UK public borrowing rises as energy cap takes effect


UK public sector borrowing rose last month as the government’s measures to shield households and businesses from soaring energy prices took effect.

Public sector net borrowing was £13.5bn in October, £4.4bn more than in the same month last year and the fourth highest October borrowing figure since monthly records began in 1993, according to data published by the Office for National Statistics on Tuesday.

Government measures including the energy bills support scheme, the energy price guarantee and the energy bill relief scheme, came into effect last month to help businesses and consumers with soaring energy costs.

Michal Stelmach, senior economist at KPMG UK, said that the rise “was largely driven by the energy price cap for households which came into force in October”.

The ONS figures showed that the government schemes increased public expenditure by £1.5bn in October. They contributed to boosting central government expenditure to £76.8bn in October, £6.5bn more than in the same month last year.

“October’s public finances figures showed that government borrowing is no longer coming in below last year’s monthly totals,” said Ruth Gregory, senior UK economist at Capital Economics.

October’s borrowing figure was much lower than the £22bn forecast by economists polled by Reuters, but the ONS has not yet included the costs of the energy bills relief scheme for businesses in October’s borrowing estimate due to a lack of data so far.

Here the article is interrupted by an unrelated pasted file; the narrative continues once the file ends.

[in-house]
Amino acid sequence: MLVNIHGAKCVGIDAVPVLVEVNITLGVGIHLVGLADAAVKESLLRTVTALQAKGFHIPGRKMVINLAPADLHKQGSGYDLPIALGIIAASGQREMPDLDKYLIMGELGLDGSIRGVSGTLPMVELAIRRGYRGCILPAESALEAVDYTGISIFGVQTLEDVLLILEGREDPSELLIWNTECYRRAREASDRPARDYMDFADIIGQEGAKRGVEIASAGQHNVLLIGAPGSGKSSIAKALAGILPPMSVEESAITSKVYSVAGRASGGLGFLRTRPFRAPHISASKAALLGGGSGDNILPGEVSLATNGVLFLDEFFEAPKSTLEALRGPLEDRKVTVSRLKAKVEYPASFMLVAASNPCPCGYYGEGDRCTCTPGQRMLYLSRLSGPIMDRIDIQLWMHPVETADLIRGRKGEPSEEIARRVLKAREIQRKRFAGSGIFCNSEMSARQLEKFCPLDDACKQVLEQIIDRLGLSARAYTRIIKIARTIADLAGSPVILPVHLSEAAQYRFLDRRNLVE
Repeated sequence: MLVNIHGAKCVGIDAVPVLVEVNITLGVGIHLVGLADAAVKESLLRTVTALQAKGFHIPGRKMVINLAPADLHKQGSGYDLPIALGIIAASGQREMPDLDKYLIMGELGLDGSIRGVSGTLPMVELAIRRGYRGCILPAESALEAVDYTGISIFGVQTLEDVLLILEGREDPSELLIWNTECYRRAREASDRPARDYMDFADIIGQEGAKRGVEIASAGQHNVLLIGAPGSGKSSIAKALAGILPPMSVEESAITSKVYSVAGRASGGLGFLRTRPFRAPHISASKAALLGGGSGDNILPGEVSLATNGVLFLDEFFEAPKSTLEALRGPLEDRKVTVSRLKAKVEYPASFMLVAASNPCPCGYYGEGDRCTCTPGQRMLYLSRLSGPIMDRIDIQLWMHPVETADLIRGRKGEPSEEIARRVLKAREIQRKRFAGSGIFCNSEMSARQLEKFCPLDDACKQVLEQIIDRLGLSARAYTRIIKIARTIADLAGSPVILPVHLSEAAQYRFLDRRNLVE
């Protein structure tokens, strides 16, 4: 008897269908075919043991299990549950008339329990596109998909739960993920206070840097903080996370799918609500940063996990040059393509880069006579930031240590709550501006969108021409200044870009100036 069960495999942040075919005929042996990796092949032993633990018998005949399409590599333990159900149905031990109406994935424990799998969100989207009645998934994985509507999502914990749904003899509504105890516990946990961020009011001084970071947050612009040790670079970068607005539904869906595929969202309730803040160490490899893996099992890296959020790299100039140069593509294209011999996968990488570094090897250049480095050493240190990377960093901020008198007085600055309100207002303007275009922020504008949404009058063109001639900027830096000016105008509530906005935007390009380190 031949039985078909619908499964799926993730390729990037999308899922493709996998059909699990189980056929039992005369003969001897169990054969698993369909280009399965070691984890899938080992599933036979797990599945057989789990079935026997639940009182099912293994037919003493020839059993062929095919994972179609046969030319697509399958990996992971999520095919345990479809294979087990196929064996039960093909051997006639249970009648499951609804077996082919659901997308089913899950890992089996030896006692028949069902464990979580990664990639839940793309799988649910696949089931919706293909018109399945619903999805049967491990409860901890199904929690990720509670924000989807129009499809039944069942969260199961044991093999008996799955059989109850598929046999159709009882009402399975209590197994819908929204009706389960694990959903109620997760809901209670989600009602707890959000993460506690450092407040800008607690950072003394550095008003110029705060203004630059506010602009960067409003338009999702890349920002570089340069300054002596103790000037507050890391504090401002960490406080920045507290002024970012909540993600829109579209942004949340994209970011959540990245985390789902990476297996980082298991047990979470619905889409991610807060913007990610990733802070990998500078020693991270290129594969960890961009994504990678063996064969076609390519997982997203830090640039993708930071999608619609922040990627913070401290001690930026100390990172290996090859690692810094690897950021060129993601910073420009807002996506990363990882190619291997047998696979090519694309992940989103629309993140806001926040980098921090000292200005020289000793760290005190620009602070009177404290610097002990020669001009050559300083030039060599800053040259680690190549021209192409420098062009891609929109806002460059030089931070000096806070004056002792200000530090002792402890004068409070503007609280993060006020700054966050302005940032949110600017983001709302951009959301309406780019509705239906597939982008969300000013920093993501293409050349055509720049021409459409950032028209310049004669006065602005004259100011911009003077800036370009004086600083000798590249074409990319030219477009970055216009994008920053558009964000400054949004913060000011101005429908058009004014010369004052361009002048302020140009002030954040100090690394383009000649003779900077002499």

With the energy bill relief still not yet accounted for, “October’s borrowing figure is likely to be revised higher in future releases,” said Martin Beck, chief economic adviser to the EY ITEM Club.

He said that with the ONS describing its costing of the household schemes as an “initial indicative estimate”, it could be some time before the true borrowing picture emerged.

Social assistance payments were also £1bn higher than a year ago, reflecting the payment of some of the grants to help households with living costs announced in May. 

Central government tax receipts were £51.7bn, £2.5bn more than in October last year. The strong labour market was another positive area, with £1.2bn additional revenues coming from pay-as-you-earn income tax.

Borrowing for the previous six months was revised down by £1.6bn to hit £84.4bn in the financial year to October 2022. This was £21.7bn less than in the same period last year.

However, with the rising costs of energy support and a weakening economic outlook that will lower tax receipts, the “year-over-year trend in borrowing will deteriorate over the coming months”, said Samuel Tombs, chief UK economist at Pantheon Macroeconomics.

Rising costs leave “the budget deficit now on a clearly deteriorating path and will only embolden the chancellor to keep a tight grip on the public finances”, said Gregory.

Public sector net borrowing — or borrowing accumulated over time — was 85.2 per cent of GDP in October. Last week, the Office for Budget Responsibility, the UK fiscal watchdog, forecast that UK public debt would soar to a 63-year high of 97.6 per cent of GDP in 2025-26 because of more than £100bn of additional fiscal support over the next two years to cushion the blow of higher energy prices.

UK chancellor Jeremy Hunt said: “It is right that the government increased borrowing to support millions of business and families throughout the pandemic, and the aftershocks of Putin’s illegal invasion of Ukraine.”

Despite the government’s support, the OBR is forecasting a recession that will last for more than a year and will wipe out the past eight years of growth in living standards.

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